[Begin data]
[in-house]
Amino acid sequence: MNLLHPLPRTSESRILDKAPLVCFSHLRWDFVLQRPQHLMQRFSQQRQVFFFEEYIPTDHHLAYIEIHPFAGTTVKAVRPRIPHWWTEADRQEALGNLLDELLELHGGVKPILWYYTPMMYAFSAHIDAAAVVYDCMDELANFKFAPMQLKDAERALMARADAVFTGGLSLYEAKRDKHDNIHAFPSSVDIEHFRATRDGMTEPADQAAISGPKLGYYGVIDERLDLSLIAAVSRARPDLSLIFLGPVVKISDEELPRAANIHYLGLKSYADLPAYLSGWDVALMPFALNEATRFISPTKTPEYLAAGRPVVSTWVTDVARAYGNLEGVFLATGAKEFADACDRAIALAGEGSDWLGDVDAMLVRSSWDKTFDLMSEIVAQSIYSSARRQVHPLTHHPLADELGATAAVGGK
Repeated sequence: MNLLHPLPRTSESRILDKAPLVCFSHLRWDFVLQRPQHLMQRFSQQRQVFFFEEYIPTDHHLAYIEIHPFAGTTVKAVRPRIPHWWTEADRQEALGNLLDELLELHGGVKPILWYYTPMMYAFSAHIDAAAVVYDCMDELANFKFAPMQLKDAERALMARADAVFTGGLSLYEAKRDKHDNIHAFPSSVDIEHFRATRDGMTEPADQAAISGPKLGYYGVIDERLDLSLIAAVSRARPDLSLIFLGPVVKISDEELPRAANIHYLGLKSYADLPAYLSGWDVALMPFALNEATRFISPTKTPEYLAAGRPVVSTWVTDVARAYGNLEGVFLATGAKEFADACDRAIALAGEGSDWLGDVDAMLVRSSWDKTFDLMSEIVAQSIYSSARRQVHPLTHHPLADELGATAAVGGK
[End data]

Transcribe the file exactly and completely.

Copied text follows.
[in-house]
Amino acid sequence: MNLLHPLPRTSESRILDKAPLVCFSHLRWDFVLQRPQHLMQRFSQQRQVFFFEEYIPTDHHLAYIEIHPFAGTTVKAVRPRIPHWWTEADRQEALGNLLDELLELHGGVKPILWYYTPMMYAFSAHIDAAAVVYDCMDELANFKFAPMQLKDAERALMARADAVFTGGLSLYEAKRDKHDNIHAFPSSVDIEHFRATRDGMTEPADQAAISGPKLGYYGVIDERLDLSLIAAVSRARPDLSLIFLGPVVKISDEELPRAANIHYLGLKSYADLPAYLSGWDVALMPFALNEATRFISPTKTPEYLAAGRPVVSTWVTDVARAYGNLEGVFLATGAKEFADACDRAIALAGEGSDWLGDVDAMLVRSSWDKTFDLMSEIVAQSIYSSARRQVHPLTHHPLADELGATAAVGGK
Repeated sequence: MNLLHPLPRTSESRILDKAPLVCFSHLRWDFVLQRPQHLMQRFSQQRQVFFFEEYIPTDHHLAYIEIHPFAGTTVKAVRPRIPHWWTEADRQEALGNLLDELLELHGGVKPILWYYTPMMYAFSAHIDAAAVVYDCMDELANFKFAPMQLKDAERALMARADAVFTGGLSLYEAKRDKHDNIHAFPSSVDIEHFRATRDGMTEPADQAAISGPKLGYYGVIDERLDLSLIAAVSRARPDLSLIFLGPVVKISDEELPRAANIHYLGLKSYADLPAYLSGWDVALMPFALNEATRFISPTKTPEYLAAGRPVVSTWVTDVARAYGNLEGVFLATGAKEFADACDRAIALAGEGSDWLGDVDAMLVRSSWDKTFDLMSEIVAQSIYSSARRQVHPLTHHPLADELGATAAVGGK